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Fake News: The Butler Tapes

The content of this article is satirical and represents a work of fiction. The names of the characters within are fictious.

Category 5 Hurricane Jeffrey, which made landfall yesterday, is already shaping up to be among the most destructive tropical storms to have ever hit Florida. The state has already sustained an estimated $600,000 in property damage and at least 10 casualties just 32 hours after initial impact. As was suspected when Jeffrey was forming in the Atlantic, the Florida Keys find themselves in the most devastating position, and particularly the island of Key West.

The island’s residents, which are over 24,000 in number, have been making emergency preparations for weeks. One working mother of five, Frances Joplin, said that she felt “abandoned” by the municipal, state and federal governments. “They’ve left us to die,” she said, “and they aren’t even thinking twice about it. We haven’t heard a word from anyone with the power to help us. Most of us only know about the hurricane because of local news.”

It is unusual for municipal and state governments to remain silent in the event of an oncoming natural disaster. In this case, that is exactly what is happening. Local politicians vacated the Key West Town Hall within 24 hours of the news of Jeffrey’s formation making national headlines, and their whereabouts remained unknown until three days ago, when a pair of independent journalists thought to visit Florida Governor Aaron Butler’s $6 million Las Vegas mansion in search of answers.

Their findings, available for public consumption on the front page of the October 26th editions of The New York Times, the Key West Citizen, the Orlando Sentinel, and a plethora of other understandably bewildered newspapers, have since been a mainstay in the national news cycle. The journalists, Lauren Rothenberger and Tyson Thomas, Jr., say that upon knocking on the front door to the mansion, the door remained closed, they faintly heard what sounded like Governor Butler’s voice, and they were promptly tackled and escorted off of the property by two armed guards dressed completely in black.

“I still don’t know where they came from,” said Thomas. “I would say they must’ve been hiding in the bushes next to the front walkway, but that’s, like, some cartoon stuff. And how did these two huge men conceal themselves in moderately sized, meticulously trimmed bushes?”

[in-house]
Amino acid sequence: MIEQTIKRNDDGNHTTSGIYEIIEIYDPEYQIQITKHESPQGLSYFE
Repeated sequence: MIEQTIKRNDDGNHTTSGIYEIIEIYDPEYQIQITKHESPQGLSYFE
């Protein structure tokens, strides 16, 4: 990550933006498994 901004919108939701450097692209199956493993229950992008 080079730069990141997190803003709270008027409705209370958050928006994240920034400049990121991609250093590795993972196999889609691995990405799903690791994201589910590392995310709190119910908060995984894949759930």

While staking out the mansion from a telescope in their hotel room two blocks away and five stories above the mansion, Rothenberger identified and took pictures of Key West Mayor Reba Goddard and four of her staffers exiting and reentering the premises in the span of an hour, as well as numerous other Key West and state politicians.

It wasn’t until later that night that the pair returned to the property, having successfully snuck their way beneath one of the first-floor windows. As they were eavesdropping on a very clandestine operation, the massive, overly ornate curtains were drawn and keeping onlookers from peering into the proceedings, but Rothenberger and Thomas came equipped with high-grade surveillance bugs that they planted throughout the mansion’s exterior.

One of the most scandalous and widely quoted passages from the recordings, which have since been dubbed “the Butler Tapes,” appears to have been captured while Butler was in a drunken state. One can hear glasses falling over, some shattering, and people in the background clapping and cheering Butler on as he emerged into a freestyle rap verse, one harrowing line of which was “Broke b______ crying ‘bout some water and sh__ / I bought a pound of caviar for my daughter and sh__!”

Another line, which many believe to have been the proverbial straw that broke the camel’s back, or, in other words, what kick-started the wildly popular #ImpeachButler and #ButlerMustGo hashtags circulating throughout social media at present, as well as the many suggestions of his impeachment from mainstream news media, goes as follows:

“I’ve been drinking clear, I’ve been drinking brown / No peasants here—they can drink and drown”

Governor Butler declined to comment on the recordings.

The content of this article is satirical and represents a work of fiction. The names of the characters within are fictious.

Myles Walker

Myles Walker

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